Growing up in Hollywood, Ellen Jane Hover and I were first cousins; she was like a second little sister to me.
Our homes were blocks apart on the quiet streets of Beverly Hills, where homes were draped with bougainvillea vines, and movie stars were our neighbors, picking their newspapers off their dewy lawns just like everyone else.
Our fathers were brothers-in-law: mine, a neurosurgeon; hers, the owner of Ciro's, the most glamorous nightclub in town.
I hid Snow White figurines in the palm fronds by her swimming pool, and I smiled as she discovered them, wide-eyed and delighted.
I created a monthly paper-clip-bound magazine named Ellen, a serene, brown-haired girl, had her swarthy father's dark eyes and her showgirl mother's delicate lips, high cheekbones, and long legs. She looked up to me, her cheerfully bossy older cousin; she believed that all I said was so.
Little girls are sweet almost by definition, but Ellen was especially—almost heartbreakingly—sweet. When Ellen was 23, living in New York City after college in the late 1970s, she jotted down a man's name in her date book.
Her sweetness was a trait you sensed was permanent, an odd purity within what would become a rocky family. He was a photographer with a fine-arts degree from UCLA; he had studied film under Roman Polanski; he'd recently taught art at a summer camp.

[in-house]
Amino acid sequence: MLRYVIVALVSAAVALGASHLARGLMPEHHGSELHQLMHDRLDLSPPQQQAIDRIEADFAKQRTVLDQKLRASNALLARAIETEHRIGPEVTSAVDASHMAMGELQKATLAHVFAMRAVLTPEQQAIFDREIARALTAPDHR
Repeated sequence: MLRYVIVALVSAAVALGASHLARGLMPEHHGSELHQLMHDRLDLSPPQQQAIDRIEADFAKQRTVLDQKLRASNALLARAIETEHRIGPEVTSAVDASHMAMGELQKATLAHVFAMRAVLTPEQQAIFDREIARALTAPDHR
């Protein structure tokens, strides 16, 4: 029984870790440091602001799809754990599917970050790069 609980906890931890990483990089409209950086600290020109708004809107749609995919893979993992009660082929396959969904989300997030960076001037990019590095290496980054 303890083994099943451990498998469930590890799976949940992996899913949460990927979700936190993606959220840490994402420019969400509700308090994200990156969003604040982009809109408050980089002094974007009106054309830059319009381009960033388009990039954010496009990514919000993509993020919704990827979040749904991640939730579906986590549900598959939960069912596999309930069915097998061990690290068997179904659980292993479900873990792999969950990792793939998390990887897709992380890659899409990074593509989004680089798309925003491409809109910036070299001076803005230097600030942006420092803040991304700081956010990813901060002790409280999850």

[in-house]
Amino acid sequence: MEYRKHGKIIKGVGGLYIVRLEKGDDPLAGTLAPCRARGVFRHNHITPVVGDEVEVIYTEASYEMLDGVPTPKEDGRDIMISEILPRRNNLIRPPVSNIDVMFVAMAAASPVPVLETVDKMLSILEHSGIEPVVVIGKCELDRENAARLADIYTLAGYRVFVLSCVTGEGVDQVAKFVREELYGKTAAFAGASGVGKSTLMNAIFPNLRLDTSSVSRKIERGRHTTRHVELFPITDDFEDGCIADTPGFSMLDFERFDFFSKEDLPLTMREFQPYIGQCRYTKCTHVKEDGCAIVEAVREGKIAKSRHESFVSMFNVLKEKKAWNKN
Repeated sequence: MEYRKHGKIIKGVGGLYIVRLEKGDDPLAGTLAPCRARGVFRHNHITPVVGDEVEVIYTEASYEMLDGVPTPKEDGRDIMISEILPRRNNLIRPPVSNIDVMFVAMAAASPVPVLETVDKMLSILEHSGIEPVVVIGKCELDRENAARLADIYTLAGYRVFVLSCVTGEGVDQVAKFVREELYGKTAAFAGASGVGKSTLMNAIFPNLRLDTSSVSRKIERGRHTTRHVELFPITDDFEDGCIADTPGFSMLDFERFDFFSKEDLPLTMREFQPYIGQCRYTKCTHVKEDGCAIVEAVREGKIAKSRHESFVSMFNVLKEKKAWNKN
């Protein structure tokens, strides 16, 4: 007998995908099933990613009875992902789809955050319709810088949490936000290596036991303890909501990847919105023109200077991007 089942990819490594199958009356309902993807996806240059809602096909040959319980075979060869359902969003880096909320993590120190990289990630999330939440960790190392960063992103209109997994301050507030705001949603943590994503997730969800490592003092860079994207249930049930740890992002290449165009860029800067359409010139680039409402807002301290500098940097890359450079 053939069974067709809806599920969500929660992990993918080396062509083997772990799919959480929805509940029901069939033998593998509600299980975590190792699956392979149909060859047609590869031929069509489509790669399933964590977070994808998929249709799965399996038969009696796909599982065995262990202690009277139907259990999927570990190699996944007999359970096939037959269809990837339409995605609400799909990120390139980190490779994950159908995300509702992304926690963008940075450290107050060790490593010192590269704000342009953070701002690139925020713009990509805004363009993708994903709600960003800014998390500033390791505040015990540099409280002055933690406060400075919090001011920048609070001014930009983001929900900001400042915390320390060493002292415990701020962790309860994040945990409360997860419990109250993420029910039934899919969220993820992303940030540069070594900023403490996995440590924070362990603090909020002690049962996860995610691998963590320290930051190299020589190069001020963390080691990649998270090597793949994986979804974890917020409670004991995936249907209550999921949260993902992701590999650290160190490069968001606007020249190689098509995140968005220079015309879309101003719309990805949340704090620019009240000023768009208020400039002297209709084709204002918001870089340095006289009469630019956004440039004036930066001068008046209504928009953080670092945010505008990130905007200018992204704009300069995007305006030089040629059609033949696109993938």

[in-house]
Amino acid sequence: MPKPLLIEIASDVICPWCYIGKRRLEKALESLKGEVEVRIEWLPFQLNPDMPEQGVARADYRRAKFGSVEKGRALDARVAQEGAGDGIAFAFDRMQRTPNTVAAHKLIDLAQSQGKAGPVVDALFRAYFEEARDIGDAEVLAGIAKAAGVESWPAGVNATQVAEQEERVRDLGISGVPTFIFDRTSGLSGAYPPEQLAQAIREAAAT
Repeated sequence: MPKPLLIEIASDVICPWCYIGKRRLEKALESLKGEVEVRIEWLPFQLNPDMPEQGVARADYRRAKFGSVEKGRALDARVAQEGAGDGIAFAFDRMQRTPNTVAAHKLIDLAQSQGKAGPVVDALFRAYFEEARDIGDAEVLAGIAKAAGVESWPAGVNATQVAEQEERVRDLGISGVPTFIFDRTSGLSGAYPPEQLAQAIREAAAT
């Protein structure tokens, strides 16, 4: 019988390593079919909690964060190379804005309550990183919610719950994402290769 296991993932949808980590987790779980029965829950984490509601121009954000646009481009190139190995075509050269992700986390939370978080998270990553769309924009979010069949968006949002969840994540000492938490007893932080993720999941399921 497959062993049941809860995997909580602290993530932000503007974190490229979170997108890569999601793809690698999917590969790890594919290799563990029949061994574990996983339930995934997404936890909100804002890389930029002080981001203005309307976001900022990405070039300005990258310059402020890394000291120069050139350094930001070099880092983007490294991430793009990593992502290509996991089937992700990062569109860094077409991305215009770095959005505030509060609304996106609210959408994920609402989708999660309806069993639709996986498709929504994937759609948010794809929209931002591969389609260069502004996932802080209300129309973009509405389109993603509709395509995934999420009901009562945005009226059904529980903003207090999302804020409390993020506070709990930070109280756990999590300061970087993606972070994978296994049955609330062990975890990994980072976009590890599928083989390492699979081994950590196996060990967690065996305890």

All these things were true, and he most likely told them to her when he approached her with the offer of capturing her loveliness with his camera. She had no idea that this man, who went by the name John Berger, with his rock-star good looks and near-genius IQ, had brutally raped an 8-year-old girl nine years earlier.
He was "pressuring her to have lunch with him," as a close friend of hers remembers it. He'd nearly killed that child after striking her with a steel pipe—yet had served only 34 months for the crime before being set free.After that, he was arrested and jailed for giving marijuana to a minor, for which he served two years in prison.Ellen is believed to be among the very first fatal victims of this man, whose real name is Rodney Alcala, now known as the "Dating Game Killer," thanks to an appearance he made as a contestant on the TV game show. Lucky for her, she never went on the date.) He may well have tortured and murdered dozens of women throughout the '70s.This past February, he was finally convicted of five of those murders; after the conviction, it took the jury all of one hour to recommend the death penalty, to which a judge—in March—forcefully agreed.Meanwhile, police released more than 100 photos that Alcala had taken of girls and young women; the photos were found in a Seattle locker that he had rented.The images have been posted online, in the hopes that family members will be able to identify missing loved ones.